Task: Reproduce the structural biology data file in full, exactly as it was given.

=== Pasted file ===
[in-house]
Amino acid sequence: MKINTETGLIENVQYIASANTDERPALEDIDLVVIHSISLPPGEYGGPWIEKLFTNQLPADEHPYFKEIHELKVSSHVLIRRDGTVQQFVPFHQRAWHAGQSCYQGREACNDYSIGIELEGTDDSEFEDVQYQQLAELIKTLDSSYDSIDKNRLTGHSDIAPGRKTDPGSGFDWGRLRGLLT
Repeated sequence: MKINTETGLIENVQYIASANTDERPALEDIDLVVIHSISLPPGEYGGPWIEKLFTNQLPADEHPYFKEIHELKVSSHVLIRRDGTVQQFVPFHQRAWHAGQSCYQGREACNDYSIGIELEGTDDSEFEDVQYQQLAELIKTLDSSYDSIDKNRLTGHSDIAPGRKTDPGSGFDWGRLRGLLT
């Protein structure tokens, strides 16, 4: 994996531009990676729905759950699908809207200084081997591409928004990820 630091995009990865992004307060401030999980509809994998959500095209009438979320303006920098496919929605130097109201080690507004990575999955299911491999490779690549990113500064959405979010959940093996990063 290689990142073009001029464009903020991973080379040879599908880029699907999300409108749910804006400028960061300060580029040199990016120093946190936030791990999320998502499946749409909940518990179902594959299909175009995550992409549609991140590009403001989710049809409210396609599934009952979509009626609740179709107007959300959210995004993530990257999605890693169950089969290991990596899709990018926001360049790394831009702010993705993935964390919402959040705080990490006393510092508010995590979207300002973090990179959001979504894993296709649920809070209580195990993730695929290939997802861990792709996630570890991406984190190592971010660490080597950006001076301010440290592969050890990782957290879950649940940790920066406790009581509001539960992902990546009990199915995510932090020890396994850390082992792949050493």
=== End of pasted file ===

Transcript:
[in-house]
Amino acid sequence: MKINTETGLIENVQYIASANTDERPALEDIDLVVIHSISLPPGEYGGPWIEKLFTNQLPADEHPYFKEIHELKVSSHVLIRRDGTVQQFVPFHQRAWHAGQSCYQGREACNDYSIGIELEGTDDSEFEDVQYQQLAELIKTLDSSYDSIDKNRLTGHSDIAPGRKTDPGSGFDWGRLRGLLT
Repeated sequence: MKINTETGLIENVQYIASANTDERPALEDIDLVVIHSISLPPGEYGGPWIEKLFTNQLPADEHPYFKEIHELKVSSHVLIRRDGTVQQFVPFHQRAWHAGQSCYQGREACNDYSIGIELEGTDDSEFEDVQYQQLAELIKTLDSSYDSIDKNRLTGHSDIAPGRKTDPGSGFDWGRLRGLLT
């Protein structure tokens, strides 16, 4: 994996531009990676729905759950699908809207200084081997591409928004990820 630091995009990865992004307060401030999980509809994998959500095209009438979320303006920098496919929605130097109201080690507004990575999955299911491999490779690549990113500064959405979010959940093996990063 290689990142073009001029464009903020991973080379040879599908880029699907999300409108749910804006400028960061300060580029040199990016120093946190936030791990999320998502499946749409909940518990179902594959299909175009995550992409549609991140590009403001989710049809409210396609599934009952979509009626609740179709107007959300959210995004993530990257999605890693169950089969290991990596899709990018926001360049790394831009702010993705993935964390919402959040705080990490006393510092508010995590979207300002973090990179959001979504894993296709649920809070209580195990993730695929290939997802861990792709996630570890991406984190190592971010660490080597950006001076301010440290592969050890990782957290879950649940940790920066406790009581509001539960992902990546009990199915995510932090020890396994850390082992792949050493």